Plant of the Week: Blue Fleabane

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Entry number #5 in our Plant of the Week series follows the discovery of a local rarity, Blue Fleabane, at three sites in Newcastle this week.

Blue Fleabane, Erigeron acris

Blue Fleabane (Erigeron acris) is a small but beautiful member of the Daisy family, Asteraceae. An annual or biennial species, it flowers from July until September and is widely associated with coastal habitats where it favours well-drained dune habitats. A lover of calcareous conditions, it can also be encountered in dry grassland, on verges and occasionally, as an urban weed.

Befitting a love of well-draining, often quite desolate conditions, I have encountered this species at three sites locally of late. At the first of these, multiple plants were found growing in long-abandoned planters in my local industrial estate, notably in close proximity to Fern-grass (Catapodium rigidum) and other colonisers typical of such habitats. My second encounter came at Walker Riverside where several plants were found growing in pavement cracks by the Tyne. Finally, two more clumps of fleabane were spotted at Newburn Industrial Estate this morning.

Blue Fleabane is a scarce species in the North East, more numerous in County Durham (VC66) than in more Northerly vice-counties. Here, it is found frequently along the coast but also inland where it inhabits quarries and other dry habitats. In South Northumberland (VC67), it can be seen at several sites near Newcastle with an outlying population at Druridge Bay. It is rarer still in North Northumberland (VC68) where it can be seen at select coastal sites, including Lindisfarne.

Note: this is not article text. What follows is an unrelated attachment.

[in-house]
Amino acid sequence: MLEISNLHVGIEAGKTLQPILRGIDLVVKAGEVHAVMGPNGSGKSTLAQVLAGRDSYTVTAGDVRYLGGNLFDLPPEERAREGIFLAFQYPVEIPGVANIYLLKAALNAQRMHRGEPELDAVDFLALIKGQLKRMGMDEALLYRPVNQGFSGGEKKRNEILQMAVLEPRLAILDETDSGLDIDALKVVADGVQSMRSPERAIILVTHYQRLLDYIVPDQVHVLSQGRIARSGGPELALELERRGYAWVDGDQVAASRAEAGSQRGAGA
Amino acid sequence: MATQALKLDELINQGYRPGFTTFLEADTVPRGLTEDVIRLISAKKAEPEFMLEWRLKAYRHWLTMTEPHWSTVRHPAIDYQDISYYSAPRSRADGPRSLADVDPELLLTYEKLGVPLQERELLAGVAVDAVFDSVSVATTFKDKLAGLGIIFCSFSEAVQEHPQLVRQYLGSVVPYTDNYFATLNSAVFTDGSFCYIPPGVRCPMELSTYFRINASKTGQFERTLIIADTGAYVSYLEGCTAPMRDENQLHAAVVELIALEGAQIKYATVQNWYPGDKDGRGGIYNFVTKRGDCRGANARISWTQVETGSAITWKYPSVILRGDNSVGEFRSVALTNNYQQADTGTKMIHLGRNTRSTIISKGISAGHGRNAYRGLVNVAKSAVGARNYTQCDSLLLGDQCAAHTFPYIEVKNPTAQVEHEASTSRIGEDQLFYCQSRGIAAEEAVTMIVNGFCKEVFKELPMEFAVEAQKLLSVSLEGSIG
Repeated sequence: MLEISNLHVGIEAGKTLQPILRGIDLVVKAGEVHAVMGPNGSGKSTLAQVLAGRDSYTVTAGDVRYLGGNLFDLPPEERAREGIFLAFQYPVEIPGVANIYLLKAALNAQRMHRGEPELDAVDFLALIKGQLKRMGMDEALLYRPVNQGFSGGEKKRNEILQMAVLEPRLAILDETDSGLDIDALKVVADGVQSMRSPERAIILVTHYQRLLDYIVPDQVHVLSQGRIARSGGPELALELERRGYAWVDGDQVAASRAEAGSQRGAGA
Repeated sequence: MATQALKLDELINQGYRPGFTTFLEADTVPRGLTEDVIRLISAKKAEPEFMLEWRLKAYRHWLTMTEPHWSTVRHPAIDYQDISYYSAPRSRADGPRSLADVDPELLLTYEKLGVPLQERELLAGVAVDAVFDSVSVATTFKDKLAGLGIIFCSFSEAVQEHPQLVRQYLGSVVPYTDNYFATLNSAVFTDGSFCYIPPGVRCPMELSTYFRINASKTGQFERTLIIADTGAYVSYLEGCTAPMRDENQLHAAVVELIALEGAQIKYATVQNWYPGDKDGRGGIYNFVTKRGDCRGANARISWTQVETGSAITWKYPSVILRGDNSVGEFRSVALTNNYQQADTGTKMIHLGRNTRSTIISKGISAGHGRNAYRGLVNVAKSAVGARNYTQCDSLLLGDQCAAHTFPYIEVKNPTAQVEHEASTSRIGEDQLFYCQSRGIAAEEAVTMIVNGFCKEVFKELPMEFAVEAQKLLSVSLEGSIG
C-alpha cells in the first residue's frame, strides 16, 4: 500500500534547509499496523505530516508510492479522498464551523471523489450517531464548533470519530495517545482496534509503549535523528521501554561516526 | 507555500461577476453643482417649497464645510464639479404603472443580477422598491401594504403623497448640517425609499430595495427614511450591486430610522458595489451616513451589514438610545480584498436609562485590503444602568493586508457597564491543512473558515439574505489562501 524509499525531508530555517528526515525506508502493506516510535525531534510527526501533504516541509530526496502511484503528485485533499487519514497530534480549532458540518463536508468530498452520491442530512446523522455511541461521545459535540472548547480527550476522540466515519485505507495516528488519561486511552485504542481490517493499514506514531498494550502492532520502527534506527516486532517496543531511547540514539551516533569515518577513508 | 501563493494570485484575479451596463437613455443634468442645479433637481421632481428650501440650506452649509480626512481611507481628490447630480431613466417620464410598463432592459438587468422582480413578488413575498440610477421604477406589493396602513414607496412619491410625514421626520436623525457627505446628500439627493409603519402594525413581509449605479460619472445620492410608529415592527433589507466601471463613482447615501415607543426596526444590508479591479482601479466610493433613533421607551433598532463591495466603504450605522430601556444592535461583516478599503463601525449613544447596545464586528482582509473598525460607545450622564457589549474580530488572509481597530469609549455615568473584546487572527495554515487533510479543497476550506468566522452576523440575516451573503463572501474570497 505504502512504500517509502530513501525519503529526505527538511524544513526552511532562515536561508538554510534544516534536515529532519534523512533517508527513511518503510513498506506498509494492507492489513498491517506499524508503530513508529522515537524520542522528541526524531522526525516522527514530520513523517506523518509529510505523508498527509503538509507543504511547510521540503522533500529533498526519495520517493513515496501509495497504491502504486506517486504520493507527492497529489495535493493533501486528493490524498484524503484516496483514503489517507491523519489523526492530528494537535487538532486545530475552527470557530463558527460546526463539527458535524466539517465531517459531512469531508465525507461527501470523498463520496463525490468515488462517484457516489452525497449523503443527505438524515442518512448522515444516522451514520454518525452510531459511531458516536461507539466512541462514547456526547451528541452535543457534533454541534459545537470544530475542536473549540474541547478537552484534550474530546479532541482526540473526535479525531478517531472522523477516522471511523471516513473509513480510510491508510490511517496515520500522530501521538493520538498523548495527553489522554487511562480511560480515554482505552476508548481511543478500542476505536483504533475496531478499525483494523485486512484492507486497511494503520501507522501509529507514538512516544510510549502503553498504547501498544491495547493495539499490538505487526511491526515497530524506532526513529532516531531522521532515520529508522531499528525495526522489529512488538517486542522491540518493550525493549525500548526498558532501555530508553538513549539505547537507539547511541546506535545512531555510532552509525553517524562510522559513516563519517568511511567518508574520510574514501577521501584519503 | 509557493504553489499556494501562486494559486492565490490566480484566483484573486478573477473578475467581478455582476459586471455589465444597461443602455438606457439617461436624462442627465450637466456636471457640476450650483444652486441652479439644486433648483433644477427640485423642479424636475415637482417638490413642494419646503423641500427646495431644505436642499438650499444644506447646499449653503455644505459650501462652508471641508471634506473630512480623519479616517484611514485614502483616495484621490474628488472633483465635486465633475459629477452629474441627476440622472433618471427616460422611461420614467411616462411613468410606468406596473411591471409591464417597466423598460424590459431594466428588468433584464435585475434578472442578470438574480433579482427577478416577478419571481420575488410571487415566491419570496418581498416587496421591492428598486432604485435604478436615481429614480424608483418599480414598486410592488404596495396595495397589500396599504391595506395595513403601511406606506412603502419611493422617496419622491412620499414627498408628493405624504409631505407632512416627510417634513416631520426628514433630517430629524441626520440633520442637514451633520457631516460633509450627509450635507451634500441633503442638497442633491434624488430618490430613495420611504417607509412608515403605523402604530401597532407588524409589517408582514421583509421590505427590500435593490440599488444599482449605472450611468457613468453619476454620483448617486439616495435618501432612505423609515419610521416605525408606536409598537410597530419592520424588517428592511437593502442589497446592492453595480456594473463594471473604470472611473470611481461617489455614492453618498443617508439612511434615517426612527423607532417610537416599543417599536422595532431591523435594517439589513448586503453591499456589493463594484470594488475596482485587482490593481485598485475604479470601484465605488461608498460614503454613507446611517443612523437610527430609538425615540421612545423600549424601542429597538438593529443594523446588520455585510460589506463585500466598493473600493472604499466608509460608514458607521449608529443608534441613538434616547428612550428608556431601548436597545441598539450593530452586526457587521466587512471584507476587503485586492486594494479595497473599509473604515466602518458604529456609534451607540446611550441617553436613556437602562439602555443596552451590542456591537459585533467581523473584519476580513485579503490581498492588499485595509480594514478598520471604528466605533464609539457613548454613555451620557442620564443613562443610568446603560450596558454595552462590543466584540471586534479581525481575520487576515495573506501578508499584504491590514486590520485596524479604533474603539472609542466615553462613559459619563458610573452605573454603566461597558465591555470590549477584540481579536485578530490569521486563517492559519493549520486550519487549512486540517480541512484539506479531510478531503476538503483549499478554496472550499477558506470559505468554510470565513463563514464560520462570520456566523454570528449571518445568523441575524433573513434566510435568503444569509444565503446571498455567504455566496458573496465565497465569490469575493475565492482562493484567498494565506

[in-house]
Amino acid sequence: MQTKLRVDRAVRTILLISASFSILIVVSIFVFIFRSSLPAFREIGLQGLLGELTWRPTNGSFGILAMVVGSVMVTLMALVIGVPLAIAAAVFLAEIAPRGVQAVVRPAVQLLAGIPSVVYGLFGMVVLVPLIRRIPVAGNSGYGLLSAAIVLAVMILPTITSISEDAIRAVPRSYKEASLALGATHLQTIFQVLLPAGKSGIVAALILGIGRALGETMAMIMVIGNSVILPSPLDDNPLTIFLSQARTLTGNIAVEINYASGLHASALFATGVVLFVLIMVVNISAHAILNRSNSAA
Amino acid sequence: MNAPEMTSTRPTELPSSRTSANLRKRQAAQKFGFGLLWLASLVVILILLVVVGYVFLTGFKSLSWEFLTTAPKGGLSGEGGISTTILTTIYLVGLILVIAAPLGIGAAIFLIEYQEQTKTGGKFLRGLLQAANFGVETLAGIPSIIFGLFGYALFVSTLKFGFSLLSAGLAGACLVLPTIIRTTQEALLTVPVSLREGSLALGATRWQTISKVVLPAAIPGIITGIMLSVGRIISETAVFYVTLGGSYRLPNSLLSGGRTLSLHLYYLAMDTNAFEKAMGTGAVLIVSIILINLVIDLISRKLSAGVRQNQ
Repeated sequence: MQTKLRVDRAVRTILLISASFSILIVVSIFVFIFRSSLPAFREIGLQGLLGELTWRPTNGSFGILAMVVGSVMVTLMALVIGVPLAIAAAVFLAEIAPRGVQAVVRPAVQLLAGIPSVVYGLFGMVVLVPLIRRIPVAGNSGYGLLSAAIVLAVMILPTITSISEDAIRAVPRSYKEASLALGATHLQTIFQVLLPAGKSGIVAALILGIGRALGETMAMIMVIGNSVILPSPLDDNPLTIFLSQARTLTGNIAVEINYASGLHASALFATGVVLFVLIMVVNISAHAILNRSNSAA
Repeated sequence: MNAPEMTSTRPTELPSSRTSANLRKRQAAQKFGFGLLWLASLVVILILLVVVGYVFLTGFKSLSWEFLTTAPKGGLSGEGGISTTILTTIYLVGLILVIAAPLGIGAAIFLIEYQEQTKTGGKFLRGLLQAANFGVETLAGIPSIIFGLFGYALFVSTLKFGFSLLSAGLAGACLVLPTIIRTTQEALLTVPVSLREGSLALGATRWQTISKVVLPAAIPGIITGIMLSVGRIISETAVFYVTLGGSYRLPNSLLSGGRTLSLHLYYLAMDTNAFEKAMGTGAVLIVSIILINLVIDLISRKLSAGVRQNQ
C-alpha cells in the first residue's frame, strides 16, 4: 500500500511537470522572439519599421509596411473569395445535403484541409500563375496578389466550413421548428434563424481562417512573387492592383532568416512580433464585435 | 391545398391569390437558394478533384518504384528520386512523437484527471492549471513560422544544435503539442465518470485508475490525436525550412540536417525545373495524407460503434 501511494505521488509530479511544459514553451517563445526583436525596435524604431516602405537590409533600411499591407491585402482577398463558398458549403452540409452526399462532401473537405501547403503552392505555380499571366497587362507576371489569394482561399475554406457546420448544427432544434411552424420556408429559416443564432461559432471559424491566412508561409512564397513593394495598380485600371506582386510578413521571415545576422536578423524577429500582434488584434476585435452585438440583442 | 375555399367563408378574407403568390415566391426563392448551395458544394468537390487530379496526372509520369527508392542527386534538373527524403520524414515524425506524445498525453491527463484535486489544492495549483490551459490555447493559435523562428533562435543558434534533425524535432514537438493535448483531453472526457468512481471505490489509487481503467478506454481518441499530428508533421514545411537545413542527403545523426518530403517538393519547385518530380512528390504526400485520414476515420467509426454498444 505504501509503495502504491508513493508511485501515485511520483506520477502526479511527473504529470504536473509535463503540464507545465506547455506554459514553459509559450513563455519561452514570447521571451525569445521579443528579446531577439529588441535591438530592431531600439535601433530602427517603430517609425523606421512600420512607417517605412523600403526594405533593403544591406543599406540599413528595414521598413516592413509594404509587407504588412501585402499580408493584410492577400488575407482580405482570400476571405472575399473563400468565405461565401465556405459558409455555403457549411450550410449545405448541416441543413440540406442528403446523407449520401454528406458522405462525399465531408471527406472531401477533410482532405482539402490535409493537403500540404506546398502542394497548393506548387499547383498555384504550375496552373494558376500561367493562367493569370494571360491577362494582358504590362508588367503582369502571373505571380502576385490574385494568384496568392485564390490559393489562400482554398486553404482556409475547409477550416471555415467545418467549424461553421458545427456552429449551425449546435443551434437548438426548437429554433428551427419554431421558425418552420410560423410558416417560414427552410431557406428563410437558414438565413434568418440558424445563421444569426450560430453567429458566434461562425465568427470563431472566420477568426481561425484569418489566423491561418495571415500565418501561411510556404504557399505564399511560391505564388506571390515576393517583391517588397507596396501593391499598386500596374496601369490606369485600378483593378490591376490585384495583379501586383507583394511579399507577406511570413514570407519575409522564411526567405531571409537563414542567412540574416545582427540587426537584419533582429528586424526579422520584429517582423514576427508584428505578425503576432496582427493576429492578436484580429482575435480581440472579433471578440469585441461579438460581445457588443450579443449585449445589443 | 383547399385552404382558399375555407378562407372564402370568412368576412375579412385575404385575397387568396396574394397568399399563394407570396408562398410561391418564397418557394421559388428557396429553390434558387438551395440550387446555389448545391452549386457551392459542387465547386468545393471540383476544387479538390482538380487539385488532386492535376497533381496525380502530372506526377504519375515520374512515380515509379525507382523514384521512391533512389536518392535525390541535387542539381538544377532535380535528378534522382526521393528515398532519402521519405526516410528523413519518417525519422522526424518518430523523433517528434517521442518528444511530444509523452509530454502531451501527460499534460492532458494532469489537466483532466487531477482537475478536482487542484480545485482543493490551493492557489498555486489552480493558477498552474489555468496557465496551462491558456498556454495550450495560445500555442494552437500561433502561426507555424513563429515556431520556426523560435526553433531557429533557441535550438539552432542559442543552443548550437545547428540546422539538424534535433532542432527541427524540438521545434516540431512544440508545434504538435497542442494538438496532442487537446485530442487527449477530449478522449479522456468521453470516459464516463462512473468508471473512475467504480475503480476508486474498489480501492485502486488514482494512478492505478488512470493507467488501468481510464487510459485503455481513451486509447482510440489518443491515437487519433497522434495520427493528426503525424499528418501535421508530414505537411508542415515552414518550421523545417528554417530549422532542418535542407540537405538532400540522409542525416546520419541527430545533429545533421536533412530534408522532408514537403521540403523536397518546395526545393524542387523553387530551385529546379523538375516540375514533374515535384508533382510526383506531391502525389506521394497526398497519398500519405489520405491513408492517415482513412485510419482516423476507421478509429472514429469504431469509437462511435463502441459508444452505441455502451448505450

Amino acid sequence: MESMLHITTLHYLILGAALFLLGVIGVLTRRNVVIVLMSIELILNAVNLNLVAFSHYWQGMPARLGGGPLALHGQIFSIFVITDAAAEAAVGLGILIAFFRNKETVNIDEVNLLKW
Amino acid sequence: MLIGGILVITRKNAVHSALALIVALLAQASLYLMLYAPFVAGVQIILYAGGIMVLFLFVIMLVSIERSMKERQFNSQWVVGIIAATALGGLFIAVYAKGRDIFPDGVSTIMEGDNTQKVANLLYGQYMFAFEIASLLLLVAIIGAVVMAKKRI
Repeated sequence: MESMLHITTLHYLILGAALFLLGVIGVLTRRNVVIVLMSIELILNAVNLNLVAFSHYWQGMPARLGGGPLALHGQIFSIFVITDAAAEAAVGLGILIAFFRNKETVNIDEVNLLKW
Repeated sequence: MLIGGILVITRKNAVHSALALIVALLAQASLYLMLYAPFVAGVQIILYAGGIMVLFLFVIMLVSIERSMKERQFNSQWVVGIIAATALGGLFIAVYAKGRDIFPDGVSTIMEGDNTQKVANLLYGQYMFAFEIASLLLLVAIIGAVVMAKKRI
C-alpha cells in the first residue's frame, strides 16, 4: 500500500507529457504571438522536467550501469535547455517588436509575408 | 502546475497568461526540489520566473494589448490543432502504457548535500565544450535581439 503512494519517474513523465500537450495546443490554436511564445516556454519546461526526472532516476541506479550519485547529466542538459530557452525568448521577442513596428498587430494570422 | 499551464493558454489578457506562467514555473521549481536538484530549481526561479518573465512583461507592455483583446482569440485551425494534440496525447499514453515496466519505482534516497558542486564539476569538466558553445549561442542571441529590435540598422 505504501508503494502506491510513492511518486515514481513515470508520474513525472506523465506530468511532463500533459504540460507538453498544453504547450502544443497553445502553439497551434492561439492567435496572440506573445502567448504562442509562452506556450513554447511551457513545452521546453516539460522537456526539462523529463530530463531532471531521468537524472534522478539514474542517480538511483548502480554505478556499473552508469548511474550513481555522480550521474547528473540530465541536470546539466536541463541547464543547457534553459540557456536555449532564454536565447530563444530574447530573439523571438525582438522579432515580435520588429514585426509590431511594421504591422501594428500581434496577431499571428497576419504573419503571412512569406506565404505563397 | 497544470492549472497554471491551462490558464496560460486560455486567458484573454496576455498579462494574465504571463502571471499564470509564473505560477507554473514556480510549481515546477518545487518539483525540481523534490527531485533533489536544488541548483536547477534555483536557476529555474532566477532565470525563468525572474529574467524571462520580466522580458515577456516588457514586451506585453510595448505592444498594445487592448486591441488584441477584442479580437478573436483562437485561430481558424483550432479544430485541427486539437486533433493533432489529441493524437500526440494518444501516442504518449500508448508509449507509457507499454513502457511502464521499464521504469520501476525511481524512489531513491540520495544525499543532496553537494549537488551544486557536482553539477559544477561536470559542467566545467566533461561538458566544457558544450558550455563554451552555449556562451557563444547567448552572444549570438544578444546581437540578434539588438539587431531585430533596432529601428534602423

What does it look like?

Blue Fleabane is similar in appearance to other small-flowered fleabanes in sporting small, inconspicuous flowers borne in panicles. The individual flowers appear flat-topped with ray florets only slightly longer than the disk florets. These lilac outer rays emerge from a yellow centre and from a distance, making the flower appear somewhat blue in colour. It is this feature which gives it the name, Blue Fleabane.

The general impression of this plant is one of a very short (less than 60cm) and densely hairy plant. The square stems are hairy, as are the phyllaries located behind the flowerhead – a useful feature in separating it from other plants in this family. Similarly, the clasping stem leaves are also hairy on both sides. The margins of these leaves are often untoothed or only slightly toothed, further separating this plant from other fleabanes.

Blue Fleabane is said to relieve tooth-ache and arthritic pains, though the truth of this remains to be determined…

Similar species

Canadian Fleabane (Erigeron canadensis) is a common non-native plant across much of the UK, including in the North East. This species tends to be far larger (but not always) and usually sports much more numerous flowers than Blue Fleabane. These are usually smaller too and lack attractive blue colouration.